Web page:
African art > African mask, tribal art, primitive art > Kwese mask
Kwese mask (N° 20350)
Facial mask of relatively small size, surrounded by a border on which the raffia ornament was attached. The face, hollowed out in the shape of a heart, has a rounded forehead, protruding eyelids that are lowered, and a straight nose overhanging incised lips, which refer to the traditionally carved dentition. The ears, minimal, are raised with a touch of pink ochre. Golden brown patina with light pigments.
Height on base: 32 cm.
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The Kwésé are established among other tribes such as the Mbala and the Hungaan, along the banks of the Kwango River in the Democratic Republic of Congo. A triumvirate selects the territorial chiefs to whom the village chiefs report. The Kwese grow primarily millet, maize, and cassava and fish in local rivers with traps and baskets. Neighboring ethnic groups have strongly influenced the style of their sculpture, which is sometimes erroneously attributed to the Pende, Suku or Mbala. In addition to figures representing chiefs, named ngoola and gabundu , they produced maternities, masks of the same type as those of the Suku, small fetish masks, objects and prestigious furniture. A heart-shaped face and the use of polychrome pigments frequently distinguish their masks.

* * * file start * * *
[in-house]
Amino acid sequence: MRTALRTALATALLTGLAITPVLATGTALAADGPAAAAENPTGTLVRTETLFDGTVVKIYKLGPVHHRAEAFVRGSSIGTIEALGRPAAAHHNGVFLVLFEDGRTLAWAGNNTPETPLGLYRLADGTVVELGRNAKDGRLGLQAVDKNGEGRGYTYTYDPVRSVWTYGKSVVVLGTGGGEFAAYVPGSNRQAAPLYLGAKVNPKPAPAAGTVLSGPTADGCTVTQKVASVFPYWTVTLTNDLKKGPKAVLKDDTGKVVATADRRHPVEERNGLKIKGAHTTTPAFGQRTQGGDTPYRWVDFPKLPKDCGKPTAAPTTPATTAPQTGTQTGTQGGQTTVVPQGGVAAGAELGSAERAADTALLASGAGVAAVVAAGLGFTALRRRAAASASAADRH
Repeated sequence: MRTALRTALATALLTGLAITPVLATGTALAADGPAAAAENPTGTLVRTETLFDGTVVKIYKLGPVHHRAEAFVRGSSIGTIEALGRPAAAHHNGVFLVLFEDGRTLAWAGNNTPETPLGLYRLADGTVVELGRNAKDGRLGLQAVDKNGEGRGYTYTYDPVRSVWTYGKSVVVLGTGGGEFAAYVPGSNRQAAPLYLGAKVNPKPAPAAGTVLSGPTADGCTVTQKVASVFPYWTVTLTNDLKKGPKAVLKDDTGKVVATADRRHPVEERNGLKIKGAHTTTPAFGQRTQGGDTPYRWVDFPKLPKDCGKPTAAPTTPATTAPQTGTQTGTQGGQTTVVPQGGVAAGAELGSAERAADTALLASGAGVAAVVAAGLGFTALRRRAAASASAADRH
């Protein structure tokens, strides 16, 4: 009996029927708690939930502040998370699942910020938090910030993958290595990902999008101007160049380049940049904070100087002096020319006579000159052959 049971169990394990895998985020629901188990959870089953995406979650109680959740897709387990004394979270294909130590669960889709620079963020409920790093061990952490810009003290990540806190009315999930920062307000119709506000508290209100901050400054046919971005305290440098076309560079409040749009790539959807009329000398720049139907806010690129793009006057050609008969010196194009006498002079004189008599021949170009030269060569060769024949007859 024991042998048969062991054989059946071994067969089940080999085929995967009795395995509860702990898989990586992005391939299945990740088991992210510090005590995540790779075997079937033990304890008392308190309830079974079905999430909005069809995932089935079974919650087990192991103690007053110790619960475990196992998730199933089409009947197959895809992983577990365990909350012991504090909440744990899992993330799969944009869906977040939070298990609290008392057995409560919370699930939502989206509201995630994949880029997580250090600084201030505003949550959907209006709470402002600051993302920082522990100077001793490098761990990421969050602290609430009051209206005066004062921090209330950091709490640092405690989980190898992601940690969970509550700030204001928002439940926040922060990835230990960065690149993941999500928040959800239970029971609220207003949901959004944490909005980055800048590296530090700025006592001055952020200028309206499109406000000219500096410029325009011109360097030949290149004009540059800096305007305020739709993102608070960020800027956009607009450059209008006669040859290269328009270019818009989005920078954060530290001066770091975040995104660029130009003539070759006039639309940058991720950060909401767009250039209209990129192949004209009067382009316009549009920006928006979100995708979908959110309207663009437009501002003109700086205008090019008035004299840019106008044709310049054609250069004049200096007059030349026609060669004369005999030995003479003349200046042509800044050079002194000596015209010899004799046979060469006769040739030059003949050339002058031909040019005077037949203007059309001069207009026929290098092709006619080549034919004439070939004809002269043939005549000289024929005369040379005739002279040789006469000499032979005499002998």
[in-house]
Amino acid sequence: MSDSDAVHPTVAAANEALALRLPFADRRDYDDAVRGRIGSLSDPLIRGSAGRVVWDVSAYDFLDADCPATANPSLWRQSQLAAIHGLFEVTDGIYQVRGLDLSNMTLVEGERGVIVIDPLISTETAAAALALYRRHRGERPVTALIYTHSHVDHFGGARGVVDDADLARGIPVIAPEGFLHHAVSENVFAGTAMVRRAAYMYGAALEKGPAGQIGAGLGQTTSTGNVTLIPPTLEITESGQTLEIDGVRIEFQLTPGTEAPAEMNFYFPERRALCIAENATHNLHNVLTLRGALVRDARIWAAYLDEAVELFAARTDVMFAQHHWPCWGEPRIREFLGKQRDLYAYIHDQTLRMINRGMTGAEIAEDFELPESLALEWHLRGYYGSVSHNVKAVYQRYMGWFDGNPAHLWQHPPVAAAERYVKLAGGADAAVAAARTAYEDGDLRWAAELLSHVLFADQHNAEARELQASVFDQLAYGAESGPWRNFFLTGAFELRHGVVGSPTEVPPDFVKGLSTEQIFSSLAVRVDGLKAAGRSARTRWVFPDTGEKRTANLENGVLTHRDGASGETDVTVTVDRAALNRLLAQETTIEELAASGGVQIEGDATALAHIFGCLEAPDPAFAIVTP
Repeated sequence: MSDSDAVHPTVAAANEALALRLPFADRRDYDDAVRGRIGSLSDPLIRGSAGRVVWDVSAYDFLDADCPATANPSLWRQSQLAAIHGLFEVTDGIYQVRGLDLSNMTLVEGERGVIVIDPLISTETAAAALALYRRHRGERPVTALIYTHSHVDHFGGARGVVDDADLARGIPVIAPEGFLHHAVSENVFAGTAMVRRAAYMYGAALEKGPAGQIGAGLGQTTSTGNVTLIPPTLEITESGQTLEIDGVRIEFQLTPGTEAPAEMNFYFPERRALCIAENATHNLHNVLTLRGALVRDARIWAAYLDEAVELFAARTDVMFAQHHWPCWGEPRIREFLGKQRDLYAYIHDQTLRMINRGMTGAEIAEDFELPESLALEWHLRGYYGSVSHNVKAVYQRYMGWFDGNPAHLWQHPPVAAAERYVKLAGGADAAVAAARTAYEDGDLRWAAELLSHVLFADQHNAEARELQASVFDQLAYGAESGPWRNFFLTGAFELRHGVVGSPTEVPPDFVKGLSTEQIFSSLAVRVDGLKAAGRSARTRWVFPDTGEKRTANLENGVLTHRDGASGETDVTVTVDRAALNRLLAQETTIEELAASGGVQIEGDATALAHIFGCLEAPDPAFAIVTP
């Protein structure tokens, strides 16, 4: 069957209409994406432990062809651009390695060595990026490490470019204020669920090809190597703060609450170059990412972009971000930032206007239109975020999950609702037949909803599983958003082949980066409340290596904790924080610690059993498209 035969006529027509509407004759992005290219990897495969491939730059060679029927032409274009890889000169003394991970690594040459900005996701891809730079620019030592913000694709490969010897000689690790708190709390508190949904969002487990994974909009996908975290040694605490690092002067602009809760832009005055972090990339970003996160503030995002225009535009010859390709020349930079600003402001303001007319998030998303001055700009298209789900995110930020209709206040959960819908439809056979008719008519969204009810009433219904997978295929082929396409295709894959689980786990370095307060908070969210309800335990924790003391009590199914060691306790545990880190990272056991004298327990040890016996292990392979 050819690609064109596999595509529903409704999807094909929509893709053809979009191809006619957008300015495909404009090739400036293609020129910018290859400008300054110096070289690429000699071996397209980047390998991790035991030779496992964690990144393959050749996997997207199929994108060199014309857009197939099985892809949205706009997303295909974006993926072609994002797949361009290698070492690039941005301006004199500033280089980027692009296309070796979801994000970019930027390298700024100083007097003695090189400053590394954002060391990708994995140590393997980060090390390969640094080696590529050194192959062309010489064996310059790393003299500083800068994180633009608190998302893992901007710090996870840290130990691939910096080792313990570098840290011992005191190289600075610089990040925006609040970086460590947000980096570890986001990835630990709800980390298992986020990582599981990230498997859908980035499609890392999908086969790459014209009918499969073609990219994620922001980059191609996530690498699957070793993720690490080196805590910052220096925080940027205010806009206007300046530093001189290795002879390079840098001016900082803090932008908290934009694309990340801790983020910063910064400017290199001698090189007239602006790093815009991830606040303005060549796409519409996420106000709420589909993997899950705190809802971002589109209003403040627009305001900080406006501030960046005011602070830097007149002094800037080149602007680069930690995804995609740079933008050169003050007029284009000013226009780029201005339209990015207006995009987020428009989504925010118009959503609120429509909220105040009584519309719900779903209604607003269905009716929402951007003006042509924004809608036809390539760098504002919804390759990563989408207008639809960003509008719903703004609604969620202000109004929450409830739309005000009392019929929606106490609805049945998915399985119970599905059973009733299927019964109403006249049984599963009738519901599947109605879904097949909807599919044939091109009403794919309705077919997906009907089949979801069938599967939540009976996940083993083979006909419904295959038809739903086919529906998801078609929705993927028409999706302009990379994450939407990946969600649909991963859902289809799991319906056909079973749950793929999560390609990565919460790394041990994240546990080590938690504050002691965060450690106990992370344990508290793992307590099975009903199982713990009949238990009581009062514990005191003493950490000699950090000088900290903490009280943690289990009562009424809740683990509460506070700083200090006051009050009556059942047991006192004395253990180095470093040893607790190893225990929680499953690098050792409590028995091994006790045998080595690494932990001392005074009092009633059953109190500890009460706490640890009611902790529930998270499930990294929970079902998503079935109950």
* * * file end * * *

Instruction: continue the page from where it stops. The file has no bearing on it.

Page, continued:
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|Country||rdc ex zaire|
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